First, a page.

Christian Ministry Says: Don’t Read The Bible This Christmas- Ministry challenges Christians to worship this Christmas the way their brothers and sisters overseas have to do it: without a Bible.
Fowlerville, MI, December 11, 2006
Christian Resources International, a ministry that sends Bibles and Christian books to needy Christians overseas, is calling on American Christians to spend this Christmas without the Bible.
CRI Executive Director Fred Palmerton suggests that “Christians here at home should try and conduct one worship service this Christmas the way that our brothers and sisters in the Third World regularly have to worship: without any Bibles.”
“Every day, more than 122,000 people become Christian1, and most of those people are in Africa, Asia, and South America2,” reports Palmerton, who serves as a volunteer. “They’re attending churches where even the pastors have no Bibles. In our country, the church isn’t growing so much. But the pile of Bibles on every Christian’s bookshelf sure is.” In fact, research by Christian Booksellers Association and Zondervan Publishers indicates that the average American Christian owns nine Bibles3 and is actively in the market for more.
Palmerton wants Christians in the United States to be more aware of the hardships encountered by their overseas brethren in even the most basic of church activities like reading the Gospel in fellowship. “This year, we want churches and small worship groups here in the USA to do one worship service without their Bibles. The only thing they can use is their memory, or what they write down on scraps of paper after visiting a church that does have a Bible.” After sharing this experience, CRI invites churches and groups to sign up for Operation Bare Your Bookshelf (www.bareyourbookshelf.com), a project to make it easy for American Christians to send their Bibles and other Christian books oversees.
“When someone goes to the website, they just enter their name, address, and denomination,” says Palmerton, “and then we’ll send them—free—all the mailing materials they need to send their Bibles and Christian books to a specific pastor or Christian worker overseas. We’ll even send them the actual request letter, so they can get to know and pray for the recipient by name.”
Because the mailing materials bear CRI’s return address, volunteers need not worry that they’ll be personally contacted by anyone overseas. But Palmerton says CRI will personally pass on to volunteers the thank you letters generated by the packages they send. Volunteers and recipients are matched by denomination to ensure that the material sent by the volunteer will actually be used in the recipient’s church.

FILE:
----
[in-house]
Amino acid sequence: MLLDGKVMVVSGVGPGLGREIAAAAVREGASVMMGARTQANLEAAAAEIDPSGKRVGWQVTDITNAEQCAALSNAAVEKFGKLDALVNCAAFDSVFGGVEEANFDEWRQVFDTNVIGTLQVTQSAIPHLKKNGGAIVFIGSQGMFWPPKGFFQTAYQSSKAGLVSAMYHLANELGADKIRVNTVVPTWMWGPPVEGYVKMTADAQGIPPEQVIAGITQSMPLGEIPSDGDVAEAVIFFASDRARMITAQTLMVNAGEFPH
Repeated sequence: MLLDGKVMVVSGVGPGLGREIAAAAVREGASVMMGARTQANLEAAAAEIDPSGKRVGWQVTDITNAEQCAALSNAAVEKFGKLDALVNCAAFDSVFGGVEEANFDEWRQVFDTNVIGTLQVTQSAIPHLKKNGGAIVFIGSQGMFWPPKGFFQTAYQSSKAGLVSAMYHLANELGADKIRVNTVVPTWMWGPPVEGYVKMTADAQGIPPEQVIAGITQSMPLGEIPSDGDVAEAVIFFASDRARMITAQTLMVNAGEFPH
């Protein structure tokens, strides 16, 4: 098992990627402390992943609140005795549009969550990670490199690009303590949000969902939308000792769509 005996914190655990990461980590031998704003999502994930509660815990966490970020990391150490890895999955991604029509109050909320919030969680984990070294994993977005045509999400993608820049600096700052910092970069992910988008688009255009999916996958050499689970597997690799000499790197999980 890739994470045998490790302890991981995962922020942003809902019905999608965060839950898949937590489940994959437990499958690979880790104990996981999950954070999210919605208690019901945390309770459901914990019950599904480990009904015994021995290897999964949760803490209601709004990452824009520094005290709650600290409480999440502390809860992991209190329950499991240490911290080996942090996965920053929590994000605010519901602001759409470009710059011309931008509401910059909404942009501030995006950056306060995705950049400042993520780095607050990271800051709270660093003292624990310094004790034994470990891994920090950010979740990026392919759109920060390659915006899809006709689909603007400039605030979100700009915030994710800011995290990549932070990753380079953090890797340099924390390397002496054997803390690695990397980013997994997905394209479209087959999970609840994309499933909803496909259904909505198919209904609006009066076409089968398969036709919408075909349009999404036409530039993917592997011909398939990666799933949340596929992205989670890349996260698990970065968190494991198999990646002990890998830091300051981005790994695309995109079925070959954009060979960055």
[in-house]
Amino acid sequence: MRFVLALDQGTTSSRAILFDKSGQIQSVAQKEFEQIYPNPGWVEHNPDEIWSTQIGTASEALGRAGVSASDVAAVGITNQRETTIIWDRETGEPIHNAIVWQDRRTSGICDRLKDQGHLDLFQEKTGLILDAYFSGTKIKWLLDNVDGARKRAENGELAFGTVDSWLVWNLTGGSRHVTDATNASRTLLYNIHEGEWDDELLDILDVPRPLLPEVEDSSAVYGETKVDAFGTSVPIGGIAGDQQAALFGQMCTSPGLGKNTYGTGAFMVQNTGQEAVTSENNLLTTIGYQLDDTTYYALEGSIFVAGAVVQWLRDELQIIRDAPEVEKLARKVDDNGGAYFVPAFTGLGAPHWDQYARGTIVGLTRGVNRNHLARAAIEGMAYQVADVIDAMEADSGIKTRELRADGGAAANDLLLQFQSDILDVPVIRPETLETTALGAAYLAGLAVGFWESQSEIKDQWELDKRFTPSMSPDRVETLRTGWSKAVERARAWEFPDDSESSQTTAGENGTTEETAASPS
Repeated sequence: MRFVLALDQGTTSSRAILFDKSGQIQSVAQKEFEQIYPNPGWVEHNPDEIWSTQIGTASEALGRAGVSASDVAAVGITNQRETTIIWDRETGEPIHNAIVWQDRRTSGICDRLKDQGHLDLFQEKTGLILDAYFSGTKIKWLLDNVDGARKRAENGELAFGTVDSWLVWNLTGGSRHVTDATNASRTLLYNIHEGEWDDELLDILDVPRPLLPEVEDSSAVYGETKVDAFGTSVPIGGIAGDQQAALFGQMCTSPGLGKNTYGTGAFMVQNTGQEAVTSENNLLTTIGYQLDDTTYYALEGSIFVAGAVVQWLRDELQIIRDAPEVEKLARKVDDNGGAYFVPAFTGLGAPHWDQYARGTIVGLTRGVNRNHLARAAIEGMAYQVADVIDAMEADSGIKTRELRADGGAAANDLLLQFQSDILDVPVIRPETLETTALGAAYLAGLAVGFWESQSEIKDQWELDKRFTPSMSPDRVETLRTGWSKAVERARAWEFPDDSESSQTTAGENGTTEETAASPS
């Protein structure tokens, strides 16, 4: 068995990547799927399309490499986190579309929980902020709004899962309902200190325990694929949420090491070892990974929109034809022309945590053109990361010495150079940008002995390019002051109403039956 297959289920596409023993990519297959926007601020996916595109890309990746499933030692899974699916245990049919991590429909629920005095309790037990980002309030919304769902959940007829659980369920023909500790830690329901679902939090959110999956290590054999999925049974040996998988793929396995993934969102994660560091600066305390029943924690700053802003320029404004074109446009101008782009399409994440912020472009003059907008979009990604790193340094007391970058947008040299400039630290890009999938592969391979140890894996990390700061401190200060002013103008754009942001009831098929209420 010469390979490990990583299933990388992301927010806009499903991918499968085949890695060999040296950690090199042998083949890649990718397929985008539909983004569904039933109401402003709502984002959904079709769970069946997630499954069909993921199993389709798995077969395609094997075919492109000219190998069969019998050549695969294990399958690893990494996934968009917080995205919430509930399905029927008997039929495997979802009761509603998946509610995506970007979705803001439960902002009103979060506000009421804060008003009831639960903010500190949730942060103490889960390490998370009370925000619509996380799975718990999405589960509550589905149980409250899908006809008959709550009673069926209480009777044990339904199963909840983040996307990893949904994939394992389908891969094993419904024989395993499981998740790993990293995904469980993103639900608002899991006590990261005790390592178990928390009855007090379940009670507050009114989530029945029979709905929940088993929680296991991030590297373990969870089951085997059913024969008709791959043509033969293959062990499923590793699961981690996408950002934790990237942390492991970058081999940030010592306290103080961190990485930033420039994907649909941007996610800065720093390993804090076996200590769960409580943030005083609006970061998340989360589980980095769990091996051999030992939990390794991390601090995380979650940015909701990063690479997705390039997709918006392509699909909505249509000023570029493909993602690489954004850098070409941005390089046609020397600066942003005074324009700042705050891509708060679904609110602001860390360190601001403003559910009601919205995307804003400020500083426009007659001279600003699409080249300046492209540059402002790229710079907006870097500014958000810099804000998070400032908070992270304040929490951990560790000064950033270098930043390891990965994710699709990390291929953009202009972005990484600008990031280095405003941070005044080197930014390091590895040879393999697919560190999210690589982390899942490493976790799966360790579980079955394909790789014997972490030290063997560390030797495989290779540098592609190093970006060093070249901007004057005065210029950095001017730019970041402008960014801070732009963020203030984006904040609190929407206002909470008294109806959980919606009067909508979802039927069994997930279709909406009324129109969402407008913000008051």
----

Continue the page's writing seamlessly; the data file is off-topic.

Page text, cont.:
Statistics are not collected on the resources available to the typical Christian church in the developing world, but extensive first-hand reports collected by CRI over the past 50 years indicate that the pastor of a typical developing church has access to – at most – one copy of the Bible, often shared with other pastors, and perhaps one or two theological books. Many have less than that; CRI regularly receives requests for help from pastors who do not have even a New Testament to use in their pastoral work.
“The resources that are desperately needed in the developing church already exist,” says Palermton. “They are gathering dust on the bookshelves of American Christians.”
The Bare Your Bookshelf web site (www.bareyourbookshelf.com) gives comprehensive suggestions on which books are most needed – books that most average Christians already have on their shelves, or which can be easily found inexpensively in each participant’s local area. Each participant in the program can then fill the mailing bag sent by CRI and take it to the Post Office with the rest of their holiday packages. Sending an M-Bag to most countries will cost less than $15. Donors are also invited to contribute to CRI to support this project.
Christians desiring to donate their Bibles and Christian books are invited to visit www.bareyourbookshelf.com to register or receive more information.
Christian Resources International is a 50-year old volunteer-driven ministry that enables ordinary Christians to send their used Christian books and Bibles to English-speaking recipients in the more than 160 countries from which CRI receives handwritten and e-mailed requests every month.
1. World Christian Encyclopedia, 2001 (http://www.bible.ca/global-religion-statistics-world-christian-encyclopedia.htm)
2. Christian Broadcast Network, 2006 (http://www.cbn.com/CBNNews/News/030819a.aspx)
3. Research by Christian Booksellers Association and Zondervan Publishers, reported in Publisher’s Weekly, October 9, 2000.
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